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Armandia maculata Opheliidae (opheliid)
Scolecida (Annelida: Polychaeta)
Armandia  maculata  (Webster, 1884).   Family Opheliidae  
     Armandia maculata
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 Habitat: Intertidal. Subtidal. Soft shore. Bays and sheltered beaches. Fine sand to sandy mud. Infaunal. Depth range: 0-1000 (m). Salinity regime: Estuary-like variation. Microhabitat:  Low tide sands, including eel grass beds. Tube: No tube.
Occurrence:  Consistently occurring, sometimes common. Density: 100 (m2).
Distribution in NZ: Throughout New Zealand.
 Feeding guild: Subsurface deposit-feeding/herbivore.
 Diagnosis:  Genus Armandia in Family Opheliidae.
Slender, sleek, shiny worms of 29-30 chaetigers, with characteristic lateral and ventral longitudinal grooves above and below the muscular ridge supporting the parapodia. A conical prostomium slightly bulbed at the tip, bears a lateral eyespot preceding an eversible nuchal lobe. Single branchial filaments present from chaetiger 2 to 26, and red lateral eyespots present anterior to parapodia on the 10 chaetigers from 7 to 17. Chaetae are all slender capillaries, longer in the notopodial fascicle, mounted on small parapodia with minute lobes. A ventral anal cirrus present, extending from a funnel with fringing cirri. Colour: Cream coloured and in life somewhat iridescent. Maximum size: 25 mm total length, 1.5 mm body width, for 30 chaetigers.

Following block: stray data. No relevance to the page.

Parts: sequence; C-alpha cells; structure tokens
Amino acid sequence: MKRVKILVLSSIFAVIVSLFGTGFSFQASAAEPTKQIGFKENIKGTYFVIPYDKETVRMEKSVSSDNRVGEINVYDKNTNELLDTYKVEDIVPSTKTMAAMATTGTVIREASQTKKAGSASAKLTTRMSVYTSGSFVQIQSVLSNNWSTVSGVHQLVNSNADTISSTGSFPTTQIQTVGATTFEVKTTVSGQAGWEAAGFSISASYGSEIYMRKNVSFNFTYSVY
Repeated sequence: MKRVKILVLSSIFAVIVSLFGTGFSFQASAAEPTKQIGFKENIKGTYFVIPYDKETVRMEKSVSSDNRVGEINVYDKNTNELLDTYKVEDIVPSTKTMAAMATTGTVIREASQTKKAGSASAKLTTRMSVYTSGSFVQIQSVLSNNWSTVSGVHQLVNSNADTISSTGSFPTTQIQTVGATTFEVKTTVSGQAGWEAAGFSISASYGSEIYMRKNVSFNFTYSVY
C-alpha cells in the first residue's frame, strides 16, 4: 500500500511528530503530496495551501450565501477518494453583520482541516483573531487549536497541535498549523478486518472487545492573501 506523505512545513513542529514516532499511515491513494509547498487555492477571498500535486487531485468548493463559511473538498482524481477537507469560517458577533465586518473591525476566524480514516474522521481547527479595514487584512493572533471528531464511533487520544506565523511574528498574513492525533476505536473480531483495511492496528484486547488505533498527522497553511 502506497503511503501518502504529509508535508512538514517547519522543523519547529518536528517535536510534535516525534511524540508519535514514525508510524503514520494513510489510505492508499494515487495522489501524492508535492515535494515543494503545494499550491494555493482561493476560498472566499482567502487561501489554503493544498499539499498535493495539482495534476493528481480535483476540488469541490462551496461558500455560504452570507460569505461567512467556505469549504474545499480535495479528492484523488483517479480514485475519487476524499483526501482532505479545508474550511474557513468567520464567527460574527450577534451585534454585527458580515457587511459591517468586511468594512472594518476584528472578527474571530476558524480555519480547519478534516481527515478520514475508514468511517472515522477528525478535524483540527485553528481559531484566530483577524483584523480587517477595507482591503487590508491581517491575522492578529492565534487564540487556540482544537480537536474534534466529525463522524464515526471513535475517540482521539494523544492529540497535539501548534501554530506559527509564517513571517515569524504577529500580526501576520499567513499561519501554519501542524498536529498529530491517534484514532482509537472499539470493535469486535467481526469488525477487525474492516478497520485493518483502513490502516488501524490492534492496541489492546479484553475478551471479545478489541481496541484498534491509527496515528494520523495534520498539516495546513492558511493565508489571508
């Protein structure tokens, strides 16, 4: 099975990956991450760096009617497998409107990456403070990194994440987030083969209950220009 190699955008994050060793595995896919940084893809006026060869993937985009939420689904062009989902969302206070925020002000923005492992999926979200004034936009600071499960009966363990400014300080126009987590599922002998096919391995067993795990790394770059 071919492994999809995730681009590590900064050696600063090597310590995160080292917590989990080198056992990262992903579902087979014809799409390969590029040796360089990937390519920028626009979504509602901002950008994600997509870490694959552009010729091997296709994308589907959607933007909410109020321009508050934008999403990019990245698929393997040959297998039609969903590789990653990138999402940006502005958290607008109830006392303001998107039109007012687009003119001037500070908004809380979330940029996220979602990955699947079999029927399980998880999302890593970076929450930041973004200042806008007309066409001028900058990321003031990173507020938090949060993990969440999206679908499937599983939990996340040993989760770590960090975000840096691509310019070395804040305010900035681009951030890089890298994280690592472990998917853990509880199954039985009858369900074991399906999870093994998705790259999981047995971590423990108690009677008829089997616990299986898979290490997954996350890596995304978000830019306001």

Notable aspect: Lateral eyespots. In life this species is superficially reminiscent of a large, thick, stiffened nematode (except nematodes are unsegmented).
 Comparisons:  Armandia maculata is not readily confusable with any other shore species. In Euzonus otagoensis the branchiae are bifurcate (i.e. paired) on each segment.
 Taxonomy:  The common NZ Armandia has an unverified, but long-established name first applied by Augener (1923). As this species is potentially a cryptogenic, man-assisted arrival, perhaps it could be the same as the name Augener uses, a species first described from Bermuda, Armandia maculata. However, all Armandia are very similar, and A.maculata may be a synonym of an older name.
 Distribution: Bermuda, New Zealand
 Biology: Benham (1950:23) wondered why a sand-burrowing animal had a series of eyes. However, as the species is frequently found free-swimming at night, the light-detectors can be used then. Worms are photopositive at night, and photonegative during the day. Armandia maculata is a good coloniser and explorer and is found in small numbers wherever there is sandy sediment and also on silted epifauna and algae.
 Best References:   Biology: No recommendation. Taxonomy: No recommendation.

 Synonyms,  NZ records Original figures Original description details
 Genus diagnosis More pictures Further references (biology, etc) Family Opheliidae

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Data last edited 31/08/2004, and page last generated by G. Read, 11/09/2004    (dd/mm/yy)